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From New Orleans to the Hooghly

A few years back Fatima came to Kolkata in search of her roots. Her grandfather Mohamed Musa had migrated to the USA from a village
The Bengali by Kavery Kaul
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Fatima Shaik is an award-winning American writer. Until recently she was teaching in a college in New York. Besides the beautiful fiction Fatima writes, she herself is the protagonist in the documentary The Bengali, directed by filmmaker  Kavery Kaul who lives in New York. The film was screened recently in Kolkata and Delhi. 

Now,  for the story.  A few years back Fatima came to Kolkata in search of her roots.  Her grandfather Mohamed Musa had migrated to the USA from a village on the banks of the river Hooghly, West Bengal. 

What triggered this extraordinary journey?

Also read: 19th Century Emigrants to the US

Says Fatima, “My quest was not so much triggered as it was made more urgent and possible with meeting  Kavery. The story of my grandfather’s immigration to America had been passed down in my family since the 19th century. It was a frequent topic of conversation over family dinners in my house and those of my aunts. They longed to see Musa’s native land in order to know him better. He had died in 1919 during their early childhood and there was no way any of his children could go back to India in those years. My father became a pilot from a desire to eventually fly to India. My aunt Haleemon Shaik Felton wrote a poem named India that appeared in 1941 in a book published by Xavier University of Louisiana. My other aunt Noyemon Shaik Tio finished her novel called The Bengali in 1986 based on the courtship and marriage of her parents. It was only copyrighted and not published though. After Hurricane Katrina in 2006, my father, the last of this generation, died. So when I met Kavery and told her these stories and she offered to take me to India for her film, I jumped at the chance to be the first in my family to transform this inherited longing into reality.”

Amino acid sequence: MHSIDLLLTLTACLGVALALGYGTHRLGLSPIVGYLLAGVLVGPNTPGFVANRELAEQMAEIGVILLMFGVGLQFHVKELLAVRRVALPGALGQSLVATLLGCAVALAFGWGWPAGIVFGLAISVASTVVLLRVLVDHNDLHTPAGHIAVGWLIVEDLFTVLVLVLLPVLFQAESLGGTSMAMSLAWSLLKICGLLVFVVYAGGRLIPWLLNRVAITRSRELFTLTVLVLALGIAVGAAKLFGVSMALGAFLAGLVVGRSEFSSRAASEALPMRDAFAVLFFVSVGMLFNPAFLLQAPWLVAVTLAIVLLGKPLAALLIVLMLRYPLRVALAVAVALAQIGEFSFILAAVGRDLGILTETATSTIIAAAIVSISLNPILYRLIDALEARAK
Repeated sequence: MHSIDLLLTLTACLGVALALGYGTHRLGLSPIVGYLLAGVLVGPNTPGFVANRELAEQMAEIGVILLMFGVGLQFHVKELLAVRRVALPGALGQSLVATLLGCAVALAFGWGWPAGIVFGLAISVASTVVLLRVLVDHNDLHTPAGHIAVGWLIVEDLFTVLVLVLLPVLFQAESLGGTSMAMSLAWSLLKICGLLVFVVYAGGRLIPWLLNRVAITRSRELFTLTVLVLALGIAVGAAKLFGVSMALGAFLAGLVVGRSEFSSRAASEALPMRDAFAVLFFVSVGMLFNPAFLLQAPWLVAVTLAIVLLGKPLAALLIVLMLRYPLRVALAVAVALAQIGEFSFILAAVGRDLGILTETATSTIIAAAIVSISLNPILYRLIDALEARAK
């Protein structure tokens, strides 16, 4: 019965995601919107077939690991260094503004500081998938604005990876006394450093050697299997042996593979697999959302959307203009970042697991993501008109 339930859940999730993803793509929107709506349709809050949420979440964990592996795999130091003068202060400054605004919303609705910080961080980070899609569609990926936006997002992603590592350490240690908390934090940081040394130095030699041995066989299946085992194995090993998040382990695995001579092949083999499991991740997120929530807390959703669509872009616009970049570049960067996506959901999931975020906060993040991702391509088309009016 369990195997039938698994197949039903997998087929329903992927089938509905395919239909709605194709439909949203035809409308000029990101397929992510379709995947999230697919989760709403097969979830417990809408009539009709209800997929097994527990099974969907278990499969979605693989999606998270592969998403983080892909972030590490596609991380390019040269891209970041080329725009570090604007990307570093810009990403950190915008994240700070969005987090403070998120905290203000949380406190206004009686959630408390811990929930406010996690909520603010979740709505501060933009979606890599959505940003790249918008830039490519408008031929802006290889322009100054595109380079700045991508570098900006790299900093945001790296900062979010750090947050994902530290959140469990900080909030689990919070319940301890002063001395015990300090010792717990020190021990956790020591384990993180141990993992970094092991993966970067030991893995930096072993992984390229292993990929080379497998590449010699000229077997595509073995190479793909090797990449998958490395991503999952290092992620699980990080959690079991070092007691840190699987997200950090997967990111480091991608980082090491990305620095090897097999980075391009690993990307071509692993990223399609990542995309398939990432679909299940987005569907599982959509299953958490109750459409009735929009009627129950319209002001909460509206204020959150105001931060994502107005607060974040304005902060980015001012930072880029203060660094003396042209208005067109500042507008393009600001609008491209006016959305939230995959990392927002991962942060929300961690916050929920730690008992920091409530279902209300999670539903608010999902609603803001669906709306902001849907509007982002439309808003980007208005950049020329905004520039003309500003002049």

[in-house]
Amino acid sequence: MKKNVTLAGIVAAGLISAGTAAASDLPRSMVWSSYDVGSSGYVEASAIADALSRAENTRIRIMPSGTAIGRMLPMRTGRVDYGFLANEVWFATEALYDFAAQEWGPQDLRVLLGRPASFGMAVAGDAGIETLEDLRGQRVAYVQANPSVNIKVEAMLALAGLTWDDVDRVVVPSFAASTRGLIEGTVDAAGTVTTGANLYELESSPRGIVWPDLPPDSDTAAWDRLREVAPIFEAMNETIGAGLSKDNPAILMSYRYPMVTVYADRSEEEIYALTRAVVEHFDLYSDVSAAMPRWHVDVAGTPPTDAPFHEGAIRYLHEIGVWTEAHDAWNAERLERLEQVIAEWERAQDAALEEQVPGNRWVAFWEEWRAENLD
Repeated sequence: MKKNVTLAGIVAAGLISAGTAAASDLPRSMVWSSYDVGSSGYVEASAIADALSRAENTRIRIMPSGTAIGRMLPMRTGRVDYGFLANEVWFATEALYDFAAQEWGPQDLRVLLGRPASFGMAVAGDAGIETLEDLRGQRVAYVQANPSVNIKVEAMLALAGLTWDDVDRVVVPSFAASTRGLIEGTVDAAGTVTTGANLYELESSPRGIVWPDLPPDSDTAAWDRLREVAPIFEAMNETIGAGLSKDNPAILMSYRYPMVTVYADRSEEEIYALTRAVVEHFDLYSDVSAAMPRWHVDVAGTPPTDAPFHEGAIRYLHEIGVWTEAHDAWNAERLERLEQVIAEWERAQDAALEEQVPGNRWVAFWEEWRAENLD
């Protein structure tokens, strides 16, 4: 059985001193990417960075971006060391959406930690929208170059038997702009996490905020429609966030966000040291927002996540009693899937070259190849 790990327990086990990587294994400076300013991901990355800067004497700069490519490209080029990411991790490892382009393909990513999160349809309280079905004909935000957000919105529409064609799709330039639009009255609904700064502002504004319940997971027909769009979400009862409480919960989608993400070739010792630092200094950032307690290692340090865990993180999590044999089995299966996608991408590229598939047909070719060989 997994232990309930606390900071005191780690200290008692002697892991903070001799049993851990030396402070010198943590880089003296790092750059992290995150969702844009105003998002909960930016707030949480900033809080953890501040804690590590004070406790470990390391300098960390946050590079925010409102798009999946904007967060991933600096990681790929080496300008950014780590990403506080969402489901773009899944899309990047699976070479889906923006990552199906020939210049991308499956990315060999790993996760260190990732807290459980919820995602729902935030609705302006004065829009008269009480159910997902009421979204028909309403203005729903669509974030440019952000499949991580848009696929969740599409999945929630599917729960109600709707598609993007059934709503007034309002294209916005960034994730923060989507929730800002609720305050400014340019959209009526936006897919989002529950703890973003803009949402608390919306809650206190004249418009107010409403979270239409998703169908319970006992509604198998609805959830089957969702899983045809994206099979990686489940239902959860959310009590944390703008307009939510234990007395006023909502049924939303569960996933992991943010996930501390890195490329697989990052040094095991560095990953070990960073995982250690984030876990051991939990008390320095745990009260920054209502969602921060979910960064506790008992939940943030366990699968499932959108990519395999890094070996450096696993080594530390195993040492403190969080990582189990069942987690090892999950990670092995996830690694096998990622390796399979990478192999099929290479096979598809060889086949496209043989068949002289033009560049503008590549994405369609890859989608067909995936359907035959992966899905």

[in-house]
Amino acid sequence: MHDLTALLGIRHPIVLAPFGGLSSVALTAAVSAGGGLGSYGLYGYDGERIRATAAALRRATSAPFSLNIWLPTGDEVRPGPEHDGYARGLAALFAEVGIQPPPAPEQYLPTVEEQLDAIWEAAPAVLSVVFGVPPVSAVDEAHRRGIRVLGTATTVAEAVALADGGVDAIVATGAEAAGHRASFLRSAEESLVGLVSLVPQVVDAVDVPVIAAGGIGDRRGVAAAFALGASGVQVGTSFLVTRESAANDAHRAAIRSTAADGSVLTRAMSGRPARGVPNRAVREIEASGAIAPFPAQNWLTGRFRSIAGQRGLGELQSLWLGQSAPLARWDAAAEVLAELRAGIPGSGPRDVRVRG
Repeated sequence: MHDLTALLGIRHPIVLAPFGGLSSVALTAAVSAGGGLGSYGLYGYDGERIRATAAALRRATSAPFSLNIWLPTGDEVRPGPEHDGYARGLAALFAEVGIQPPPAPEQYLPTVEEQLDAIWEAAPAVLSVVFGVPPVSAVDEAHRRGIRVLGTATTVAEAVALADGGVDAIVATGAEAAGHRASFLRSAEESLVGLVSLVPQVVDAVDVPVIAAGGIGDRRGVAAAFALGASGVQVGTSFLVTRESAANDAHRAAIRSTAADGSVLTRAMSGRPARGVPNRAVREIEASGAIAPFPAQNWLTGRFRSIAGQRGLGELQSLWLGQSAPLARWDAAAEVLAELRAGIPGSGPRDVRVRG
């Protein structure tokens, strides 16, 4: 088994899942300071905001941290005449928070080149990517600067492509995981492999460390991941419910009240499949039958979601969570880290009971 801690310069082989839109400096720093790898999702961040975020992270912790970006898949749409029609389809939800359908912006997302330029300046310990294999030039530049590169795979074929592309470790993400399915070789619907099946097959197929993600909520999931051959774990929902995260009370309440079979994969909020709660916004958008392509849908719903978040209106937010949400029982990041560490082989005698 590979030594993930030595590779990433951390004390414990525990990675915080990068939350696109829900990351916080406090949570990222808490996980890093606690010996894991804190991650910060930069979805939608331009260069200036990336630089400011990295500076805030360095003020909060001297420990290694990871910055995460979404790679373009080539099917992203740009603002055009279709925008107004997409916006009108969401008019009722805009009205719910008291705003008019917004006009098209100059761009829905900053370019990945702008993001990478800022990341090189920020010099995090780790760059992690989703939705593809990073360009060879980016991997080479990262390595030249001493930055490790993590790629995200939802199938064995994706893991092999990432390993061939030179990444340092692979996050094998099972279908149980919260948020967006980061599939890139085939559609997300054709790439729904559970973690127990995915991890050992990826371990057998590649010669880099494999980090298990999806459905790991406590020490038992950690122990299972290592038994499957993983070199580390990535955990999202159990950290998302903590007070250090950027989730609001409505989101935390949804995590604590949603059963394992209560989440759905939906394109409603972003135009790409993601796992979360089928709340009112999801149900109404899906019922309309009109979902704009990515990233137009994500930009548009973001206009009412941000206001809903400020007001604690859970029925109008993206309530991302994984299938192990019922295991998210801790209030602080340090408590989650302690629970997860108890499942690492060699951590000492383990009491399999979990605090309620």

Fatima & Mohamed Musa
Fatima and her grandfather

Why was it important for her to find her ancestry, you ask. “One reason was my parents’ experiences and mine living in segregation in the United States. My family, like anyone mixed with African blood, was told that our entire legacy was slavery and that we were inferior. But we knew differently. India existed as the bright star just beyond the horizon where my family imagined no racial boundaries and a more prosperous life.”  

Once landing in Kolkata, however, it was difficult to find the village Khari on the other side of the Hooghly, or Ganga, as local people call it. It was the only name Fatima knew of her ancestral place. Numerous visits to municipality offices, browsing through land holding records sometimes seemed like a wild goose chase.  But voila! One day it happened. 

filmmaker Kavery Kaul
New York based filmmaker Kavery Kaul

“I credit Kavery with finding the remote Bengali village out of the huge landmass of India with only my grandfather’s letter as a starting point and putting me onto the tasks of family research in the United States for her film and my nonfiction book. I was not disappointed with the connections I made while confirming my family’s oral history. I found the ship that brought my grandfather to North America, his death certificate, the location of his properties in New Orleans, the names of his compatriots, and more. I even connected with childhood friends, who I found out had Indian grandfathers too!”